2. I don't know what all this "disgusting" talk is, since even when MC is a miss, it's still better than most of the places in the neighborhood. And after moving here six months ago from Echo Park, where there is virtually zero Chinese to speak of, it's positively inspired.

                              The Ma Po Tofu is great, but spicy.
                              I like the pork belly, but tend to avoid the egg (not my thing).
                              I like the pork soup dumplings far better than the lamb.
                              I think the cod fried rice is terrific. Or any of the rice dishes.
                              If you're somewhat adventurous, I think the steamed custard is good, but it's not for everyone.
                              I personally don't care for the beef cheeks. The fattiness of the meat and the dish in general feel unfocused to me.

                              I will say this about the place: it's got a great energy. The guy who runs it is truly trying to accomplish something here. He makes interesting food that tastes oddly personal and he's generally pretty successful at it. With all the pretension in the neighborhood with respect to food, there's something unobtrusive and natural about this place. It's the kind of place where you ask for a recommendation and can trust that you're not being steered the wrong way. Or just try something different.

                              Seriously, if Echo Park had such a place while I was there (for eleven years!), I would've been there every week.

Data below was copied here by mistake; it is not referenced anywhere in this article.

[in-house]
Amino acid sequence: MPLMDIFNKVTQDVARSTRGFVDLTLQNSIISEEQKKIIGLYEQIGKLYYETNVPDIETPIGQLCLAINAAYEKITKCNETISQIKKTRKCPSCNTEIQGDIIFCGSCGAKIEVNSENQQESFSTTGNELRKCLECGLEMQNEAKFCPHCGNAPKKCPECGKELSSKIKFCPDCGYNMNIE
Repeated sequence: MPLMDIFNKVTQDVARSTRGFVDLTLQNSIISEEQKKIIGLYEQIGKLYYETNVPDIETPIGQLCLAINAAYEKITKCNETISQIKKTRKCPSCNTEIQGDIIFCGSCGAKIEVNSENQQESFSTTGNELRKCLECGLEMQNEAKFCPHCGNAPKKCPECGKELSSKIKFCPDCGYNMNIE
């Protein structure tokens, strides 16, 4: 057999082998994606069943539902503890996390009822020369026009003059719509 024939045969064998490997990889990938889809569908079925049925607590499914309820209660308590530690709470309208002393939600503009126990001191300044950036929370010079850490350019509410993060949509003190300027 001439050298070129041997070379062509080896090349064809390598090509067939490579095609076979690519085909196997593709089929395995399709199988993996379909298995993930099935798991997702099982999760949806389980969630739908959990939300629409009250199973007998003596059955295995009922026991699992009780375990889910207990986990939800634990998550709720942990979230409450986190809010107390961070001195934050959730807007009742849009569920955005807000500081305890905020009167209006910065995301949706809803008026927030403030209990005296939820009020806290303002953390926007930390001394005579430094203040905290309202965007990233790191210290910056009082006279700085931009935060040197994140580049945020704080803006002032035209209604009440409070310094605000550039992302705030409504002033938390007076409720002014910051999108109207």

1. MCF is far from disgusting. It's rapidly becoming one of my favorite places for an inexpensive and tasty meal in SF. I like the Ma Pa Tofu, the cumin lamb belly, the pork belly (though the dish keeps changing a bit), and the Beef with Broccoli (made with beef cheek, and unlike any I've ever had). The eggplant was also delicious. Frankly, the only disappointing thing I've had there were the chicken wings, which seemed very ordinary to me.

                                1 Reply
                                1. re: mrs bacon

                                  I'd like to second the beef with broccoli. The first time I ordered it my eating companion asked how I could order the most boring looking thing on the menu. When it arrived we were both happy that I did - a slow braised beef cheeks on perfectly cooked chinese brocoli in a every so slightly smoked oyster sauce made with actual oysters. Like a mentioned before - a nod to tradition but something totally new and unexpected.

                                2. Definitely inconsistent; the first time I had the pork belly, it was delicious and by far the best thing I ordered; the second time (a month or two ago), it was bad enough (coupled with disastrous dumplings) that I haven't been back. After the pork belly the time it was good, my favorite was cumin lamb.

                                  1 Reply
                                  1. re: David Farris

                                    My favorite of the three dishes we had was the cold tofu--really one of the best tofu dishes I've had. I also had the eggplant which was also great but you have to like eggplant. I think that this is chinese food in the loosest sense but I appreciate the spice and the effort.

                                  2. I think it would make sense moving this discussion forward to separate two veins of criticism

                                    (1) Is the food authentic? Does it taste like the advertised dish?

                                    (2) Is the food good?